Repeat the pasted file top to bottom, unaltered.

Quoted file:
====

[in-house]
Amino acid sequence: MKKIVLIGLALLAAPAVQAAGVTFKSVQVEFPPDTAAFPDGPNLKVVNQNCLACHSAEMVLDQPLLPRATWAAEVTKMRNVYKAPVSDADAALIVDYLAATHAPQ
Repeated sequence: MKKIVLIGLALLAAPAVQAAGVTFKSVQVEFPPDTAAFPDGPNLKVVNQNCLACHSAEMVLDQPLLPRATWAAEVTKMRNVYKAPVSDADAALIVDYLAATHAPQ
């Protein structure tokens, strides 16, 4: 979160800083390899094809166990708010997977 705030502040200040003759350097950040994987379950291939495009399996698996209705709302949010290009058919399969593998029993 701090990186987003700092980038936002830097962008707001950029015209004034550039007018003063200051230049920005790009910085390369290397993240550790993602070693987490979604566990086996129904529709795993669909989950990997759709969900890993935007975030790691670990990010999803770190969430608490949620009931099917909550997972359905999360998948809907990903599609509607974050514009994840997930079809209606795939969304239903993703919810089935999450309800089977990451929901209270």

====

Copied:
[in-house]
Amino acid sequence: MKKIVLIGLALLAAPAVQAAGVTFKSVQVEFPPDTAAFPDGPNLKVVNQNCLACHSAEMVLDQPLLPRATWAAEVTKMRNVYKAPVSDADAALIVDYLAATHAPQ
Repeated sequence: MKKIVLIGLALLAAPAVQAAGVTFKSVQVEFPPDTAAFPDGPNLKVVNQNCLACHSAEMVLDQPLLPRATWAAEVTKMRNVYKAPVSDADAALIVDYLAATHAPQ
């Protein structure tokens, strides 16, 4: 979160800083390899094809166990708010997977 705030502040200040003759350097950040994987379950291939495009399996698996209705709302949010290009058919399969593998029993 701090990186987003700092980038936002830097962008707001950029015209004034550039007018003063200051230049920005790009910085390369290397993240550790993602070693987490979604566990086996129904529709795993669909989950990997759709969900890993935007975030790691670990990010999803770190969430608490949620009931099917909550997972359905999360998948809907990903599609509607974050514009994840997930079809209606795939969304239903993703919810089935999450309800089977990451929901209270």